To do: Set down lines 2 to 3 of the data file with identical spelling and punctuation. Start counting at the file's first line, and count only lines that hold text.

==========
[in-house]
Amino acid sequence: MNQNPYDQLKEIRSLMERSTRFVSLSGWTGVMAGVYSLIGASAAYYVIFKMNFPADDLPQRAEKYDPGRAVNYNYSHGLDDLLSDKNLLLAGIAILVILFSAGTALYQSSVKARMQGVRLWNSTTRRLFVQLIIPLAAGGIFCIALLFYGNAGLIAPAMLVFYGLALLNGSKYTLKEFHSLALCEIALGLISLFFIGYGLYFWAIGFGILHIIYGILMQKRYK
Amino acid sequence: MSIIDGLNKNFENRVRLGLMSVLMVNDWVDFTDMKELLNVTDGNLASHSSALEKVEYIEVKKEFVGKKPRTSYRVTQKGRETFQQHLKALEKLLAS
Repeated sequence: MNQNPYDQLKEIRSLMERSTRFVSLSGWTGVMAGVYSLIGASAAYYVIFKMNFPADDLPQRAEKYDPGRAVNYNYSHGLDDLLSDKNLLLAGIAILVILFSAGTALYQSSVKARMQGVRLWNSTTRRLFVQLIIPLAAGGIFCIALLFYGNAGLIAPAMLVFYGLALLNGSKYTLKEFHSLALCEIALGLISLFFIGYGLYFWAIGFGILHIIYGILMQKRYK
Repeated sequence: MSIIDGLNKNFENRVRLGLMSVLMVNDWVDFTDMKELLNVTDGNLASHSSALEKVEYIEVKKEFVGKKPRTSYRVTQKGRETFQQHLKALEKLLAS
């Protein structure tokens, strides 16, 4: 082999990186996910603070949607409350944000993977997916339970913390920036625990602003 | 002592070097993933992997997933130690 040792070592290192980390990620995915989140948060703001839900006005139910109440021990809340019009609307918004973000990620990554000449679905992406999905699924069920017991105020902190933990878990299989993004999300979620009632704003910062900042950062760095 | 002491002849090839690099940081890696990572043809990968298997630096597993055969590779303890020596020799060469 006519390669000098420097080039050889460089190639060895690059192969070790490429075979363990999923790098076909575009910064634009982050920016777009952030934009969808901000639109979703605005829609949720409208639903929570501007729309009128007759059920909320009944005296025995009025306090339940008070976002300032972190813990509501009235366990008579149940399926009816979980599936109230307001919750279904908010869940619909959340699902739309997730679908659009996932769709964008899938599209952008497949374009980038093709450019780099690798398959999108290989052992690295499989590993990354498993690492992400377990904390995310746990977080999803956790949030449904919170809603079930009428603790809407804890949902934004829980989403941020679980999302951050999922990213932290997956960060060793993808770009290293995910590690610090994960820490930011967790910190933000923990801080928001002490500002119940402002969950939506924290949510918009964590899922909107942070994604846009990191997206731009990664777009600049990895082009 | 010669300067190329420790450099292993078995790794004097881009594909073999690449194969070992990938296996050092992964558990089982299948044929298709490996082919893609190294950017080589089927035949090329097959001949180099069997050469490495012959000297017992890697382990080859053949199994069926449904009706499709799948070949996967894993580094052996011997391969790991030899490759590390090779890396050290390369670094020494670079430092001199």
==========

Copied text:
Amino acid sequence: MNQNPYDQLKEIRSLMERSTRFVSLSGWTGVMAGVYSLIGASAAYYVIFKMNFPADDLPQRAEKYDPGRAVNYNYSHGLDDLLSDKNLLLAGIAILVILFSAGTALYQSSVKARMQGVRLWNSTTRRLFVQLIIPLAAGGIFCIALLFYGNAGLIAPAMLVFYGLALLNGSKYTLKEFHSLALCEIALGLISLFFIGYGLYFWAIGFGILHIIYGILMQKRYK
Amino acid sequence: MSIIDGLNKNFENRVRLGLMSVLMVNDWVDFTDMKELLNVTDGNLASHSSALEKVEYIEVKKEFVGKKPRTSYRVTQKGRETFQQHLKALEKLLAS